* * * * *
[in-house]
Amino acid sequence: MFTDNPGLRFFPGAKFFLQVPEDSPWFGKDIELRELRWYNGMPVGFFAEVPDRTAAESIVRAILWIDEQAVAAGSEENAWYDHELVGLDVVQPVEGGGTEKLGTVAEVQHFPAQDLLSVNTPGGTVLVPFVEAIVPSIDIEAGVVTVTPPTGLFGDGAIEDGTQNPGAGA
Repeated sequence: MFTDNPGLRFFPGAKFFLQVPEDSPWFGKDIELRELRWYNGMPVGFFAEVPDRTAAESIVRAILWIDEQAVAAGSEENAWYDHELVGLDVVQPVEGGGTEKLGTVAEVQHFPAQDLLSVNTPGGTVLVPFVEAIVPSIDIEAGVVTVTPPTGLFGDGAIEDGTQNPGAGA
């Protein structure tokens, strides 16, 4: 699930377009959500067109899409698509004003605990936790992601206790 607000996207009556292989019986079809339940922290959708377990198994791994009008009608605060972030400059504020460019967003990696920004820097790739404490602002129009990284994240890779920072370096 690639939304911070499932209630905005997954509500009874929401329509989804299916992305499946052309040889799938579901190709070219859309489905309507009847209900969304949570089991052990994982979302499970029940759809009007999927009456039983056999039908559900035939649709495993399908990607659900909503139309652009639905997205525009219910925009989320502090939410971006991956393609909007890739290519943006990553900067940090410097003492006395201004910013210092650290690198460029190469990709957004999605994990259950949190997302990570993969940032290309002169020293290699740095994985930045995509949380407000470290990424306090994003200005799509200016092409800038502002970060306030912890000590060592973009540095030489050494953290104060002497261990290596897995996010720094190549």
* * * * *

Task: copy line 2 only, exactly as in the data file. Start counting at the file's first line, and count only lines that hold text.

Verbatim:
Amino acid sequence: MFTDNPGLRFFPGAKFFLQVPEDSPWFGKDIELRELRWYNGMPVGFFAEVPDRTAAESIVRAILWIDEQAVAAGSEENAWYDHELVGLDVVQPVEGGGTEKLGTVAEVQHFPAQDLLSVNTPGGTVLVPFVEAIVPSIDIEAGVVTVTPPTGLFGDGAIEDGTQNPGAGA